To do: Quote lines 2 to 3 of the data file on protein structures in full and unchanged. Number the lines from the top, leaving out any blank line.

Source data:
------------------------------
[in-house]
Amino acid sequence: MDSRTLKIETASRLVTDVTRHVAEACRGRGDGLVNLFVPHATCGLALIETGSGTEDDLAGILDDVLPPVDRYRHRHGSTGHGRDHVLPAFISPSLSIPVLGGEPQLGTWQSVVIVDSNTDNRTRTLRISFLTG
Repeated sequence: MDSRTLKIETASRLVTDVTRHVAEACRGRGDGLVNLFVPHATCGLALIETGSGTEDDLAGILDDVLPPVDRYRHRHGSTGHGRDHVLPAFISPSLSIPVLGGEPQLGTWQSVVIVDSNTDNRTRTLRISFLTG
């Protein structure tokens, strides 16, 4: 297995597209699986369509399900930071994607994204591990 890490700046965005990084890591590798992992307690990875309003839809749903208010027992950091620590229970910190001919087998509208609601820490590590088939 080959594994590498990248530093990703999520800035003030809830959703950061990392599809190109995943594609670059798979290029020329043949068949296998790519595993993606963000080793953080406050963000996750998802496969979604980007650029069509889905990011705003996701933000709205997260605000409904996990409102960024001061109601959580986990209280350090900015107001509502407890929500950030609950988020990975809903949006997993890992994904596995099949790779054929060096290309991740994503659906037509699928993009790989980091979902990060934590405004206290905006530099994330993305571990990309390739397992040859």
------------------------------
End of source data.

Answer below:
Amino acid sequence: MDSRTLKIETASRLVTDVTRHVAEACRGRGDGLVNLFVPHATCGLALIETGSGTEDDLAGILDDVLPPVDRYRHRHGSTGHGRDHVLPAFISPSLSIPVLGGEPQLGTWQSVVIVDSNTDNRTRTLRISFLTG
Repeated sequence: MDSRTLKIETASRLVTDVTRHVAEACRGRGDGLVNLFVPHATCGLALIETGSGTEDDLAGILDDVLPPVDRYRHRHGSTGHGRDHVLPAFISPSLSIPVLGGEPQLGTWQSVVIVDSNTDNRTRTLRISFLTG